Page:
Tuesday, 31 May 2011

Wet sausages?

Yesterday we had a barbecue planned. Nothing major, the massed ranks of the Inca and Patou Tribes together for some nosh and a glass or two of vino collapso. Cue rain, cue wind, cue unseasonably (and unreasonably) low temperatures. Still, freezing conditions have never stood in the way of a good barbecue, not if I have anything to do with it. A good time was had and despite the weather I think we all enjoyed it. Check out the layers of clothing involved though!

The sons and heirs to the two Mighty Alpaca herds (you don't have to be big you know) ate sausages and then kicked a ball around in the rain. Marvellous.
Young Oliver Hey downing some sort of drink.

And young Angus Steele polishing off his pudding.

Today preparations are underway for a 6am departure tomorrow as we head off to the Royal Bath and West Show, our nearest show and one of the big ones. We will be travelling with a full show team and are looking forward to it, we always have a good time there, although it's only 45 minutes drive away we will be packing the tent and the barbecue and assorted comfortry (is that a word?).

We have a couple of housesitters booked, Lucinda is a fully qualified vet and her partner Chris has spent several seasons lambing on a sheep farm. I think the lardy ladies (I am forbidden from calling them 'fat slappers') are in good hands!

And finally, for I have much work to do, a couple of pictures of our beautiful little Sirrocco (the wind, not the car). Her name has been shortened to Coco and she is doing very nicely thank you.

Just how gorgeous is she???????!!!!!!

And also in profile!

Right that's it, I will now be running silent until Saturday when I will post about our showtime exploits.
Adios amigos.

Friday, 27 May 2011

The future is indeed brown!

I have just completed a run of late shifts and now have two weeks away from the day job. In other words the day job is now how it should be, alpaca breeding!

Anyway, yesterday morning at about 6am I was lying in bed in a state of semi-conciousness when I became aware that Sue had arisen and left the bedroom, the chickens were making a racket and the dogs were stirring. After my late night however, I was keen to get back to sleep for another hour. I was drifting off when I heard what I can only describe as Sue galloping back up the stairs. Now I know that Sue is not a horse but 'galloping' is the descriptive word that truly conjures up the urgency in those footfalls. My eyes opened wide, my senses were instantly on full alert, for Sue does not gallop up the stairs unless there is important news to impart. Was it good news or bad news I pondered as my brain urgently sent messages to my still slumbering limbs telling them that very soon there was going to be some physical action one way or the other. Sue reached the top of the stairs with a whinney, alright there was no whinney, but she came into the bedroom and breathlessly declared 'There's a baby!'.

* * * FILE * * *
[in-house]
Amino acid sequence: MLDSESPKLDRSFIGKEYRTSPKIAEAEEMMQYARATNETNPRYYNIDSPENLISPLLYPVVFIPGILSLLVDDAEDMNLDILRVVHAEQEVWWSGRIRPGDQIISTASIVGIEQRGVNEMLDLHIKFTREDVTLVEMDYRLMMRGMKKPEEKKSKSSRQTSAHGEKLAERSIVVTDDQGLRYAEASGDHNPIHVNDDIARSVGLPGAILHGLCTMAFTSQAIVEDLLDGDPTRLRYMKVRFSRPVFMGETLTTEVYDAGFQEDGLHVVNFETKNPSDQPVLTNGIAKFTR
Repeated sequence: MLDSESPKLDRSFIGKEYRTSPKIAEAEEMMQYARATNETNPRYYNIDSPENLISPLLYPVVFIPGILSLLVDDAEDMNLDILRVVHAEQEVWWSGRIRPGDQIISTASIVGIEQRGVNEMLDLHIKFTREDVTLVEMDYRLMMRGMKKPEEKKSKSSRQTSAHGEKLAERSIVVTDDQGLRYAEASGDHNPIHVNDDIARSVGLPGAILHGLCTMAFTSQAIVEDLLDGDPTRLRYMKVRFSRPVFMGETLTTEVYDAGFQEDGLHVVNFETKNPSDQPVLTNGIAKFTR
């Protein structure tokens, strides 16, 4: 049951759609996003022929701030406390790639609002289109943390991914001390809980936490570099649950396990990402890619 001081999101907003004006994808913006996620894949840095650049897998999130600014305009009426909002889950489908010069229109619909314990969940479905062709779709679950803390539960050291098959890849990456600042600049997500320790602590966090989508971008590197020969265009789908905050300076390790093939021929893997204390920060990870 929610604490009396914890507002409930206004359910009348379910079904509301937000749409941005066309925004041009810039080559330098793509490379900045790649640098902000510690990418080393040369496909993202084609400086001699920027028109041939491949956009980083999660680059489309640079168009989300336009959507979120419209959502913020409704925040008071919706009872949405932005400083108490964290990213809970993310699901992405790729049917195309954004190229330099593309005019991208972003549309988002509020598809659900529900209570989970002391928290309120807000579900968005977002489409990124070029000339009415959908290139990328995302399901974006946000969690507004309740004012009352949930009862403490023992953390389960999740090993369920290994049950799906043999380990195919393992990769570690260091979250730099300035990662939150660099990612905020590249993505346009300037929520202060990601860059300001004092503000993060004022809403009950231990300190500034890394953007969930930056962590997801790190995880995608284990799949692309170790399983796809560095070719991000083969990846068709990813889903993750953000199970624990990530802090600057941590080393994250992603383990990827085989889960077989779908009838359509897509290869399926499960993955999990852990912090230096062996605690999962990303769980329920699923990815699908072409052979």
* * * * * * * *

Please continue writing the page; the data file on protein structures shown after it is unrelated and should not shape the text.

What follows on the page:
Now at this point people I may point out that there are certain times when I can move like greased lightning. I recall being chased by a ferocious German Shepherd once, I was definitely shifting there. I was pursued by a housemaster at school on more than one occasion for committing some heinous offence or other after lights out, my feet skipping across a scorched earth as I blazed away from his schoolmasterly shouts of 'Stop you horrible child'. I once gave chase and caught a very quick night time burglar, yes, I did. Hard to believe looking at me now, but still, when the time calls for a rapid response, over ever decreasing distances of course, I can muster some pace. This was one such occasion and in something approaching 3 or 4 seconds I had fired out of bed, donned trousers and was on my way downstairs. At the same time questions were asked of Sue as to which entry portal into the world had the baby come from? Poppy? Fantastic! Poppy!

Angus was being roused by Sue as I flew out of the house, collected the birthing case from the shed and roared into the field at maximum thrust.
Indeed it was Poppy and the cria was dry, the placenta was out. Probably about an hour old. The cria was brown, which was a great start and on closer inspection it was a girl! Fantastic! She was in a cush, she had all her bits and she felt strong. We did the necessary and left mother and cria to themsleves. It was a ferociously windy morning but Poppy had her down the hill out of the worst of it.

I returned a while later to witness the little one feeding. Check out those milky lips!

After she had fed she lay down and was properly mobbed by the rest of the herd who all wanted to come over and say hello.